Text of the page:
James Madison Papers

To James Madison from William Eustis, 7 November 1813

From William Eustis

Boston. Nov: 7. 1813.

Dear Sir,

Your favor of the first instant with i[t]s enclosure was received yesterday. The regard discovered for my personal accommodation, which would be essentially served, is highly gratifying to me, nor could any thing be more agreeable to my wishes as most consonant to my inclination than to be able to surmount the objections which present themselves. If I state them in reliance on the confidence and friendship of which I am so well assured, my situation & feelings must plead my apology. They consist in the relation and comparison which exists and will be made between this and other offices, some of which are held under my immediate eye, in the place of my birth and natural residence.

If I mention another arrangement which may be suggested by a recent circumstance it will more fully explain my view of the subject. General Dearborn, for whom I always understood the office of Collector was held in trust by his son, holds a high military commission. Whether he resigns it or not, his accession, which will probably take place before Christmas, to a fortune of not less than five hundred thousand dollars will place him in ease and independence for the remainder of his life. It has occurred to me that his son being at a more active time of life might collect the internal duties in a very satisfactory manner, or might continue as Deputy collector of the Customs, in which case he would stand as high as the public estimation would rate his age, his services or pretensions, and in either case would receive an adequate compensation. Not knowing the emoluments of the two Collectorships, and, if I know my own heart regarding them less than the comparison which cannot fail to be made, I speak wholly in regard to character & feelings confiding at the same time in the award which would be passed by the public on my humble pretensions. To see these young men rolling in wealth would be no cause of regret to me if I had not a consciousness of some services having claim to consideration.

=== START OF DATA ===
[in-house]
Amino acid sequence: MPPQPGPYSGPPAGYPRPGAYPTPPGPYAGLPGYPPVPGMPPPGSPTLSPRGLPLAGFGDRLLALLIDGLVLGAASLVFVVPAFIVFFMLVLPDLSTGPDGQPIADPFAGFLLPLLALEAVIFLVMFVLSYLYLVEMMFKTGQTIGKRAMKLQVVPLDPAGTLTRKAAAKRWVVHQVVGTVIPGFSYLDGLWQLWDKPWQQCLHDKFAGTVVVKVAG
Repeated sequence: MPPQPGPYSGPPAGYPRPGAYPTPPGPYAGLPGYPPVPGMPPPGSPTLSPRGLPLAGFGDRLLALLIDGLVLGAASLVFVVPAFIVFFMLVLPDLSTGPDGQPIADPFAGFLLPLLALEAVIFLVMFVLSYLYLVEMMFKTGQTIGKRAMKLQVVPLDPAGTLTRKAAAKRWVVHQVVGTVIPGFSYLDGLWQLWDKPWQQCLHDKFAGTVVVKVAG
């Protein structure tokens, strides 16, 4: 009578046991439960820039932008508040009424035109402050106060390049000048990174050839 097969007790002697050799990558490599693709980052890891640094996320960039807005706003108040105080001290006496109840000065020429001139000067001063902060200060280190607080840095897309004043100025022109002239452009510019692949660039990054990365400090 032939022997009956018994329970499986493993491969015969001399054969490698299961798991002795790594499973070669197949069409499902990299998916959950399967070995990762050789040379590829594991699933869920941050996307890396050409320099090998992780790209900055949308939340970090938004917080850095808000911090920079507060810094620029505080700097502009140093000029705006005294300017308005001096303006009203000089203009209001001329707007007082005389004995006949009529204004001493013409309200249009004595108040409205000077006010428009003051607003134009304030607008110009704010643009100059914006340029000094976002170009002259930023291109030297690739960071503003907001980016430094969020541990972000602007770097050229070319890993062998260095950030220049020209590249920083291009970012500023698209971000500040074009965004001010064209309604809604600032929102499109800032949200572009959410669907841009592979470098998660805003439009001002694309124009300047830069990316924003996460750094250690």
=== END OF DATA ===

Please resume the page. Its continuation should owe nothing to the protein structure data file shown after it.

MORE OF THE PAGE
With these impressions and from the consideration which I have as yet been able to give the subject I have concluded to let the commission remain in my hands untill I have the honor to hear from you again, provided it be alike consistent with convenience and inclination.

If the public service shall in the mean time render it necessary or expedient to make the appointment, I shall acquiesce & return the commission. With usual which is the greatest respect, I have the honor to remain Dr Sir, your obliged and obedient servant

W. Eustis.

RC (DLC). Docketed by JM.

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